Making the World Safe for Democracy
A Century of Wilsonianism and Its Totalitarian Challengers
By Amos Perlmutter
214 pp., 6.125 x 9.25, 1 table, notes, bibl., index
Paperback ISBN: 978-0-8078-5711-3
Published: July 2009
eBook ISBN: 978-0-8078-6384-8
Published: November 2000
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- Paperback $50.00
- E-Book $29.99
Originally published in 1997.
A UNC Press Enduring Edition -- UNC Press Enduring Editions use the latest in digital technology to make available again books from our distinguished backlist that were previously out of print. These editions are published unaltered from the original, and are presented in affordable paperback formats, bringing readers both historical and cultural value.
About the Author
Amos Perlmutter was professor of political science and sociology at American University. Author of fifteen books on comparative politics and international relations, he was a frequent contributor to such publications as the Wall Street Journal, the New York Times, and the Washington Post.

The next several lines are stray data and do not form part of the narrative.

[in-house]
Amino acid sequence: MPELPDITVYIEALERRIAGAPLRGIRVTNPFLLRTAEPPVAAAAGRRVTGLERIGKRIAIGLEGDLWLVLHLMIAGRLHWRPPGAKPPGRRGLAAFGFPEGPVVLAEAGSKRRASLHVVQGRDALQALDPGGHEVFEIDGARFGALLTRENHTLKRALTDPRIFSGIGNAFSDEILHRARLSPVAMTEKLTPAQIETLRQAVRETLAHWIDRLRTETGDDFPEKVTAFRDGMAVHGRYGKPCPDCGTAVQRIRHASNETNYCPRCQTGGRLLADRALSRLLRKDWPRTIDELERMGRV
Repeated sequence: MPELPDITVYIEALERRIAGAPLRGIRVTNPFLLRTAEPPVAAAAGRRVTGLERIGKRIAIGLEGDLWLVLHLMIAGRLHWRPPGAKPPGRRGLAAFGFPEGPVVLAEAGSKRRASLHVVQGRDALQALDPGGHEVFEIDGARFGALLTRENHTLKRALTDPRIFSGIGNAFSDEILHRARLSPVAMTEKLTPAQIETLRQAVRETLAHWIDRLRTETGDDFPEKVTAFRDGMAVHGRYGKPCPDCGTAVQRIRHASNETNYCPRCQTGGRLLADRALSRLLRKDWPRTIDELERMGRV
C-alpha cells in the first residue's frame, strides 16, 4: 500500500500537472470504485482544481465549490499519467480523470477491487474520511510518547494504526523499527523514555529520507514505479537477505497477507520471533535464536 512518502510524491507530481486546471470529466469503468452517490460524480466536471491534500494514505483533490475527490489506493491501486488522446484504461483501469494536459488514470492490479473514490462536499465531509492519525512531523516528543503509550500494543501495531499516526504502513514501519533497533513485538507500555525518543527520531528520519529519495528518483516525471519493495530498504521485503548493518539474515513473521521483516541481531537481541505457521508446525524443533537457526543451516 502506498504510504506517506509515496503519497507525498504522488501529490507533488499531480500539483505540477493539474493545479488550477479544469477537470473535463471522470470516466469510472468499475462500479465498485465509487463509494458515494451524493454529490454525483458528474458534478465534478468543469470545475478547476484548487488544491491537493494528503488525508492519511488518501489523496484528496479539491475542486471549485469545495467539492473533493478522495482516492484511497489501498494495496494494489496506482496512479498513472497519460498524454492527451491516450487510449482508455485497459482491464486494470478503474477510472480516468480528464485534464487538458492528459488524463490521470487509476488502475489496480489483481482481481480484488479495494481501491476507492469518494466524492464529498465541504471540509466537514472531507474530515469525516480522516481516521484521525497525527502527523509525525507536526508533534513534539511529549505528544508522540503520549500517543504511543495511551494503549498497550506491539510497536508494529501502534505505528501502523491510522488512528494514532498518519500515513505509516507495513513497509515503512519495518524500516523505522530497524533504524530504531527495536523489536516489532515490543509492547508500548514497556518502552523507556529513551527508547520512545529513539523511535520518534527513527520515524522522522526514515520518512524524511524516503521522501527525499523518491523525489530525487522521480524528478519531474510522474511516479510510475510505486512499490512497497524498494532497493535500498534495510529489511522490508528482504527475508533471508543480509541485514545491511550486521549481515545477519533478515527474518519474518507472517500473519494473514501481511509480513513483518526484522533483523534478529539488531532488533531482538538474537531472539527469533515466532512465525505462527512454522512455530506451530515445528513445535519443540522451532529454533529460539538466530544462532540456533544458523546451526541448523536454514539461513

For more information about Amos Perlmutter, visit the Author Page.
“A cautionary tale highlighting the need for continued military preparedness and the political will to use it wisely.”--Military Review
“A fine primer on 20th-century world politics. Recommended for general readers, upper-division undergraduates, and graduate students.”--Choice
”Fascinating and insightful. . . . An excellent study which convincingly illustrates the need for pragmatic American engagement in world affairs.”--Virginia Quarterly Review
"Amos Perlmutter's splendid Making the World Safe for Democracy . . . could not be more timely. . . . He writes with concision and authority."--Jacob Heilbrunn, Wall Street Journal
"A provocative account of the three 'world orders' that have dominated the century. Perlmutter's erudition and common sense illuminate our times. Clearly written, crisply argued. Highly recommended."--Jeane J. Kirkpatrick, former U.S. permanent representative to the United Nations
"Perlmutter's thesis may be stated briefly: Wilsonianism, despite its blemishes and hypocrisies, is the sole (hypothetical) contender for establishing 'world order.' But that would require the American people to embrace interventionism and hegemonialism. In the absence of a serious external challenge, such an embrace will not take place. In practice, we shall seek a foreign policy 'on the cheap'--despite grandiose rhetoric. The American people cannot be mobilized to embrace a struggle against nebulous foes or complicated civil wars."--James Schlesinger, former secretary of defense